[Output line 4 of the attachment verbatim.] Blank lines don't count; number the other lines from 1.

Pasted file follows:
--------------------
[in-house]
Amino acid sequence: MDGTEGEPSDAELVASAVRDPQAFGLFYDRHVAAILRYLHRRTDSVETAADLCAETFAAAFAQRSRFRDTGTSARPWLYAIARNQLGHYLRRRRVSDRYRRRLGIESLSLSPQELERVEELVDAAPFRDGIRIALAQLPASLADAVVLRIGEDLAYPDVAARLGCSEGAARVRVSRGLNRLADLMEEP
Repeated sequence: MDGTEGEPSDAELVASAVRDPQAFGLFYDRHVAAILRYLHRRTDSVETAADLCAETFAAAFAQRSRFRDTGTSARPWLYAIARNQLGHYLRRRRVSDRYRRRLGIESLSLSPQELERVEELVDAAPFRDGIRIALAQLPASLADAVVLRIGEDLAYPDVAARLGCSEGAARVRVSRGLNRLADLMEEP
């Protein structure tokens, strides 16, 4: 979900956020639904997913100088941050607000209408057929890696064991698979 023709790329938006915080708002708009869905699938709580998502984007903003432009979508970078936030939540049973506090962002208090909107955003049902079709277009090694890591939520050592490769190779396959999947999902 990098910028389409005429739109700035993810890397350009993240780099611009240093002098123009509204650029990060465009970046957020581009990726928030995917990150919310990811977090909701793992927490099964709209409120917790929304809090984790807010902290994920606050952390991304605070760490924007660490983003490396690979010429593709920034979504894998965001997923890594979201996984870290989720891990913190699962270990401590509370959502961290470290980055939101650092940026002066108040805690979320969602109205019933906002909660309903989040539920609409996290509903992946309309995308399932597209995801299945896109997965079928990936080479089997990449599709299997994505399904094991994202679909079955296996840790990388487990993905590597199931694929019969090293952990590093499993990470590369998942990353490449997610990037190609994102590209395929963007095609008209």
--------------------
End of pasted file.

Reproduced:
């Protein structure tokens, strides 16, 4: 979900956020639904997913100088941050607000209408057929890696064991698979 023709790329938006915080708002708009869905699938709580998502984007903003432009979508970078936030939540049973506090962002208090909107955003049902079709277009090694890591939520050592490769190779396959999947999902 990098910028389409005429739109700035993810890397350009993240780099611009240093002098123009509204650029990060465009970046957020581009990726928030995917990150919310990811977090909701793992927490099964709209409120917790929304809090984790807010902290994920606050952390991304605070760490924007660490983003490396690979010429593709920034979504894998965001997923890594979201996984870290989720891990913190699962270990401590509370959502961290470290980055939101650092940026002066108040805690979320969602109205019933906002909660309903989040539920609409996290509903992946309309995308399932597209995801299945896109997965079928990936080479089997990449599709299997994505399904094991994202679909079955296996840790990388487990993905590597199931694929019969090293952990590093499993990470590369998942990353490449997610990037190609994102590209395929963007095609008209």